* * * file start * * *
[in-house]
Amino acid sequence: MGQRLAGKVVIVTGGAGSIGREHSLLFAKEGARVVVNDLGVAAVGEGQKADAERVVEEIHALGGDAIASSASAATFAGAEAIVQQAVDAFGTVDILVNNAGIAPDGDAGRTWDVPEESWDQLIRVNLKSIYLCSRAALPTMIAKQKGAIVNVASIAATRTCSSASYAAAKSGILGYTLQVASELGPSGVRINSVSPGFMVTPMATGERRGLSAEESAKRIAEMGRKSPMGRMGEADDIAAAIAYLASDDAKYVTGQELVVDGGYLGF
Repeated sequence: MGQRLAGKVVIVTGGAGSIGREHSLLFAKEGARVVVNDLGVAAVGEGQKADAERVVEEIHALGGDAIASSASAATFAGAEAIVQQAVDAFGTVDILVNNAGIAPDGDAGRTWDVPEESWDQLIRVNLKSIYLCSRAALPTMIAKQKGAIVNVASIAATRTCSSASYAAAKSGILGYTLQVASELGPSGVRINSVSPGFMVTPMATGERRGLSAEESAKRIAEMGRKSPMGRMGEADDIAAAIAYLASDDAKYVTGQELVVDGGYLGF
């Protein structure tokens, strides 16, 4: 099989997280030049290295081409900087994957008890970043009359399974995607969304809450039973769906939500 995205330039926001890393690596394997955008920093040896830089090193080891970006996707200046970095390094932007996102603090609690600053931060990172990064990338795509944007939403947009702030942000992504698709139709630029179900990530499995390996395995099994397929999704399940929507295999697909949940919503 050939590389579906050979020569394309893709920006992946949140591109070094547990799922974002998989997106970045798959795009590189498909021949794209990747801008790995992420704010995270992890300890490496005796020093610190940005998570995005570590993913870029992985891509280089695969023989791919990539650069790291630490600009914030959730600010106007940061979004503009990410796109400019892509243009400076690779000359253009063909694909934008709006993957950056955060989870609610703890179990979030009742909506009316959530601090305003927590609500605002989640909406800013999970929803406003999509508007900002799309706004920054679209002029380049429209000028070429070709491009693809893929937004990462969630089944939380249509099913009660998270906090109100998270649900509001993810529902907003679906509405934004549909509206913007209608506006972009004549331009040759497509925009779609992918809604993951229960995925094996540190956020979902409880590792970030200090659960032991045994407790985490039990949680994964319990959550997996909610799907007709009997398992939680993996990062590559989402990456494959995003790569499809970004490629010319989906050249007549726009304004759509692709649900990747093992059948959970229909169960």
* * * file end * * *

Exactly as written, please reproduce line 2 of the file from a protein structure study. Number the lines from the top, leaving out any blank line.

Amino acid sequence: MGQRLAGKVVIVTGGAGSIGREHSLLFAKEGARVVVNDLGVAAVGEGQKADAERVVEEIHALGGDAIASSASAATFAGAEAIVQQAVDAFGTVDILVNNAGIAPDGDAGRTWDVPEESWDQLIRVNLKSIYLCSRAALPTMIAKQKGAIVNVASIAATRTCSSASYAAAKSGILGYTLQVASELGPSGVRINSVSPGFMVTPMATGERRGLSAEESAKRIAEMGRKSPMGRMGEADDIAAAIAYLASDDAKYVTGQELVVDGGYLGF